Friday 26th August – Eguisheim
The sound of hammers, banging storm pegs into the parched earth to hold down awnings, is ringing all around the campsite Trois Chateaux, on the edge of Eguisheim. After days and days of temperatures in the mid to high thirties, there are dark clouds rolling in from the Vosges mountains, the rumble of thunder is becoming more frequent, and the wind is picking up. I think we are in for a storm.
Verdun had been a zig and a zag off our original route, so we still had four hours to drive to our next stop – the medieval village of Eguisheim in the valley of the Rhine. Driving east, two things hit us (figuratively, not literally though that would have added some interest to the blog). Firstly, how vast the plains are in this part of the world. The fields just seemed to go on for ever and the farms are on a scale we just cannot imagine in the UK. Secondly, the names of places began to sound more German than French, a reminder of how fluid the border has been here for centuries.
I had chosen Eguisheim as a stopover, purely from reading about the campsite on a Facebook group and being intrigued by its name. After the disaster of Dormans (What if the Alsace grape harvest was early too?), this is a real beauty of a place. It is a real jewel of a French/Alsace/German village with a great campsite and if you are ever in the top left corner of France, you really must visit (but not on the last weekend in August as things can get a little messy as the annual wine festival takes place). We have decided to stay for a couple of nights so we can have a proper look around.
Apparently, there has been a fort or castle here since roman times, but the village was never of military importance, it left that to the three chateaux on the hills behind us, instead it concentrated on commerce and becoming rich. The unique concentric rings of the town walls were built in the 14th and 15th centuries to protect the many wealthy tithe yards belonging to local abbeys and noblemen. It has carried on being wealthy to this day and the few new houses built outside the old walls are large and clearly expensive. We are in the Strasbourg commuter belt here.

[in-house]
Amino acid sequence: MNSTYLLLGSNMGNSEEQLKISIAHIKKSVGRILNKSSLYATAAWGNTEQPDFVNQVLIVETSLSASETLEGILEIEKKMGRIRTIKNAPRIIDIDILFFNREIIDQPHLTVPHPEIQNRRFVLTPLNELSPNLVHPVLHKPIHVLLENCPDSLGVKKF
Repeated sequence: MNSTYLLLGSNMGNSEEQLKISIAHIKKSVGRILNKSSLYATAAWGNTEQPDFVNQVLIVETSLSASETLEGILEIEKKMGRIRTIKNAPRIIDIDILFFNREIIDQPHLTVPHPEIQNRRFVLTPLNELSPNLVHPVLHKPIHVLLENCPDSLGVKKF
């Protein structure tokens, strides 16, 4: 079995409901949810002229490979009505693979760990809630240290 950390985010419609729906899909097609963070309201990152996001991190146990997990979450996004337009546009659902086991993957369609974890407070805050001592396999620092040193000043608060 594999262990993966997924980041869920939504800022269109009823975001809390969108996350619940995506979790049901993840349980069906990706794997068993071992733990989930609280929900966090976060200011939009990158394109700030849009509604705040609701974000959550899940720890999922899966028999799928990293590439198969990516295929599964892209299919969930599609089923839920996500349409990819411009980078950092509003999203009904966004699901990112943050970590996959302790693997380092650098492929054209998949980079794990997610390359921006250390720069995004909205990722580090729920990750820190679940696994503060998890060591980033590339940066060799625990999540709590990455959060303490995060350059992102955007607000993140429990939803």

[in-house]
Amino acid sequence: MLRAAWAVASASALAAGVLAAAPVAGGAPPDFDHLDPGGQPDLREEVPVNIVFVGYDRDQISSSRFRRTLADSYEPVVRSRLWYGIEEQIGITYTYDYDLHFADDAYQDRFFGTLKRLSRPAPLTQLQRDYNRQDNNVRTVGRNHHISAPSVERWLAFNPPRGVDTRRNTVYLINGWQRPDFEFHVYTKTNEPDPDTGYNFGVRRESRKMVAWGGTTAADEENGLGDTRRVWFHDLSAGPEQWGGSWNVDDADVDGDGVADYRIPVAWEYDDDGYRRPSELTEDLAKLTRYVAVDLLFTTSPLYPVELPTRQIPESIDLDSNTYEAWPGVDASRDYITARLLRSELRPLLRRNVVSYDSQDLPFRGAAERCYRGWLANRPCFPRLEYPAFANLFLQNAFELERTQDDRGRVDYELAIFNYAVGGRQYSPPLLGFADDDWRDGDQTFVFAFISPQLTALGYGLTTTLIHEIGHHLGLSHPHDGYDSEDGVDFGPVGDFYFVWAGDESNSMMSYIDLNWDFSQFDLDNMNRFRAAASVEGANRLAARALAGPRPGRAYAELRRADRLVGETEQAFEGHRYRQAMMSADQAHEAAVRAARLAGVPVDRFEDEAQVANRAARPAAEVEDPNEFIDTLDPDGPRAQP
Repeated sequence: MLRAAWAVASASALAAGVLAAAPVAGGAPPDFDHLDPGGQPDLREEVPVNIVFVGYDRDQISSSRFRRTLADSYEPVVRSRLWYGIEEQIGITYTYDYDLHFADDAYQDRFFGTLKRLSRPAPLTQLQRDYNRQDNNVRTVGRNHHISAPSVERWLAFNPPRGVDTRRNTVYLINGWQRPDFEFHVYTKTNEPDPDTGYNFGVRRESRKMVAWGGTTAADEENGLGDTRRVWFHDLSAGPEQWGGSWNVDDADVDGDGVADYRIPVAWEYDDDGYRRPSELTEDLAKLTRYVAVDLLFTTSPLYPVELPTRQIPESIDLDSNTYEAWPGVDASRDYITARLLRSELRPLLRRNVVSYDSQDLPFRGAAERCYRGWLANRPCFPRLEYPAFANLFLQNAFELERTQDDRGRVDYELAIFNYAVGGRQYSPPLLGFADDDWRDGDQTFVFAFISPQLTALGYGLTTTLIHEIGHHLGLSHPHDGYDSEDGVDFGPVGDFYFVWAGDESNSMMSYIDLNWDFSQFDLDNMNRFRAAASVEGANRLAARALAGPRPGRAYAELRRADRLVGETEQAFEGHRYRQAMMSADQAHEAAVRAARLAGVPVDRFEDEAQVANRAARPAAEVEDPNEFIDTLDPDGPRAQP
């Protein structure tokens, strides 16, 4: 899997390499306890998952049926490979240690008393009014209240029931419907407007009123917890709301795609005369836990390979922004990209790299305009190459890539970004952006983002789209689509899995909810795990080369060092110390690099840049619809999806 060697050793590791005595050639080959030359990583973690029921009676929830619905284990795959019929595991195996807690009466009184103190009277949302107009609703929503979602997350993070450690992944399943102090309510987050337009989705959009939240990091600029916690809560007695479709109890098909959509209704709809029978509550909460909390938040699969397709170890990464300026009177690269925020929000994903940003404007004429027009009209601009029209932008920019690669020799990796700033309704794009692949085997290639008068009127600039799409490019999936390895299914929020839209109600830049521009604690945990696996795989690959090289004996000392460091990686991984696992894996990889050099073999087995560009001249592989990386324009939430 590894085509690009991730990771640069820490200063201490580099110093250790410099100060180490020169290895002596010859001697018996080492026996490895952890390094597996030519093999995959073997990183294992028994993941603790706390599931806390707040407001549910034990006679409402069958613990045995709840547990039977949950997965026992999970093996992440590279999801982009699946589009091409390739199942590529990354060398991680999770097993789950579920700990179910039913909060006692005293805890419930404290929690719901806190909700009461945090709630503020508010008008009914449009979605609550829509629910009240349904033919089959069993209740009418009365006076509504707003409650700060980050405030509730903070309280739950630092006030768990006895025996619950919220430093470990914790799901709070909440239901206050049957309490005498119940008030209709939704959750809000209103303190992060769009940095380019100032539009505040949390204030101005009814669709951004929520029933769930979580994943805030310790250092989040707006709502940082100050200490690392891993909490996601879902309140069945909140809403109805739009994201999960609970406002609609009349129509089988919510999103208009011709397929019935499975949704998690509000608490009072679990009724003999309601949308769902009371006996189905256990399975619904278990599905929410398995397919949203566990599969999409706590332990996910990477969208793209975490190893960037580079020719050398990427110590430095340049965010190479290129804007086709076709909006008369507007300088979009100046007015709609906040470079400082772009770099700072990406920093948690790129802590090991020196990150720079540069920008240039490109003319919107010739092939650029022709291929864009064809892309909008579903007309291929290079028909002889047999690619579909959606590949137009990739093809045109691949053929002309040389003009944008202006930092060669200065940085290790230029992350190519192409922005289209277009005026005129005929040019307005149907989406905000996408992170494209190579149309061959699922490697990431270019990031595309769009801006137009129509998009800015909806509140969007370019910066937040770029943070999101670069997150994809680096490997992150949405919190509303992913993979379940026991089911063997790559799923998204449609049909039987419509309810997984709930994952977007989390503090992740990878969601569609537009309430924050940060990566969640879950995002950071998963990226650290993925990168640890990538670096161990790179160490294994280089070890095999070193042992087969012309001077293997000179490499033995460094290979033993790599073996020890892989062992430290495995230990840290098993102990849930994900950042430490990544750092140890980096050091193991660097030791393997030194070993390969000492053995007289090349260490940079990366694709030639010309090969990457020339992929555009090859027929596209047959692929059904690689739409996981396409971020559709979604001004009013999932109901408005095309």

Eguisheim is one of the major centres for wine growing in the Alsace. The village is surrounded by vineyards growing on the lower slopes of the Vosges facing the Black Forest. We can almost reach over the fence of our campsite and pluck a grape or two. I am sorry to say, dear reader, that I would be careful with any 2022 vintage Alsace wines, as that certain ‘je ne sais quoi’ you savour, may be down to Bryn.
The Eguisheimers are also very keen on their storks, which nest conspicuously around the village. They even have a park dedicated to them and are rightly proud of their record in increasing the numbers nesting year on year.
I still haven’t found out why there are three castles close together on the hill above the campsite, but they look a little Transylvanian and with the thunder and lightning now all around us, I am half expecting the villagers to invite us to grab our pitch forks and torches and join them in storming the castles. I’ll tell you how we get on in the morning (if we survive?).